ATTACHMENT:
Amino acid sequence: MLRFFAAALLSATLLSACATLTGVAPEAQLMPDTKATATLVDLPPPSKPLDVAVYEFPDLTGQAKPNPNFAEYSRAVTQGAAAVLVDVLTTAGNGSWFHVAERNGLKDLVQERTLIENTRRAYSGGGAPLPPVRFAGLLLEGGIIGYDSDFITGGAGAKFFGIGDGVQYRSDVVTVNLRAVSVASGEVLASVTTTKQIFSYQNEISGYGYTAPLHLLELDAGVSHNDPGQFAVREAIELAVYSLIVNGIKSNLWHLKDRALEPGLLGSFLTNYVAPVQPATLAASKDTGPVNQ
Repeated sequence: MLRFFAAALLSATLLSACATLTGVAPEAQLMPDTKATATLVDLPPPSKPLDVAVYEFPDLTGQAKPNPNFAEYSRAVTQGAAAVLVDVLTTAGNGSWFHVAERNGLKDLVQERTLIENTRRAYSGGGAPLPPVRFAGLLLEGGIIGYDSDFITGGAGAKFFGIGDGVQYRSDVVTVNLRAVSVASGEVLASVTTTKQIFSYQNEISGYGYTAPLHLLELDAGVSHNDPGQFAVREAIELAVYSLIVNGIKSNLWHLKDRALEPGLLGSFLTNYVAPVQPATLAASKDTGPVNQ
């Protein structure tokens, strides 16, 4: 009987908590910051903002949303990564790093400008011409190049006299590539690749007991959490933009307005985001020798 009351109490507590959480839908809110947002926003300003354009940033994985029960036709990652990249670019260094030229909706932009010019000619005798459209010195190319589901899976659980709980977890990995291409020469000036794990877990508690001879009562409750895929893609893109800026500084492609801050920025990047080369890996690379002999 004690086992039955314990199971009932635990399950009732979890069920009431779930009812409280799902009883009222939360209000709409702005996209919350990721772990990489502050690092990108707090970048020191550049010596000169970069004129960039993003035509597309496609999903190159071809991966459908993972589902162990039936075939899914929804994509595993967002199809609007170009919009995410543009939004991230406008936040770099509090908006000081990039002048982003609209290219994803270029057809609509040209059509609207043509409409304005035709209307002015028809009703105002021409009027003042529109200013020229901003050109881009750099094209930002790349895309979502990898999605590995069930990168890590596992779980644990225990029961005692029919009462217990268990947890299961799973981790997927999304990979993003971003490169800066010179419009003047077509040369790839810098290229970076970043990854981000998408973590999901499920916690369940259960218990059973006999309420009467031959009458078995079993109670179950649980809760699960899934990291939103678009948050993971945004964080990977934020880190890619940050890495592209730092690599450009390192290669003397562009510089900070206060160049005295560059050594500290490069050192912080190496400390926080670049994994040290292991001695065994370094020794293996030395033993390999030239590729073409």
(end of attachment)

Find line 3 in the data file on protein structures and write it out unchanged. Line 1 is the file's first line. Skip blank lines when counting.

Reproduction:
């Protein structure tokens, strides 16, 4: 009987908590910051903002949303990564790093400008011409190049006299590539690749007991959490933009307005985001020798 009351109490507590959480839908809110947002926003300003354009940033994985029960036709990652990249670019260094030229909706932009010019000619005798459209010195190319589901899976659980709980977890990995291409020469000036794990877990508690001879009562409750895929893609893109800026500084492609801050920025990047080369890996690379002999 004690086992039955314990199971009932635990399950009732979890069920009431779930009812409280799902009883009222939360209000709409702005996209919350990721772990990489502050690092990108707090970048020191550049010596000169970069004129960039993003035509597309496609999903190159071809991966459908993972589902162990039936075939899914929804994509595993967002199809609007170009919009995410543009939004991230406008936040770099509090908006000081990039002048982003609209290219994803270029057809609509040209059509609207043509409409304005035709209307002015028809009703105002021409009027003042529109200013020229901003050109881009750099094209930002790349895309979502990898999605590995069930990168890590596992779980644990225990029961005692029919009462217990268990947890299961799973981790997927999304990979993003971003490169800066010179419009003047077509040369790839810098290229970076970043990854981000998408973590999901499920916690369940259960218990059973006999309420009467031959009458078995079993109670179950649980809760699960899934990291939103678009948050993971945004964080990977934020880190890619940050890495592209730092690599450009390192290669003397562009510089900070206060160049005295560059050594500290490069050192912080190496400390926080670049994994040290292991001695065994370094020794293996030395033993390999030239590729073409």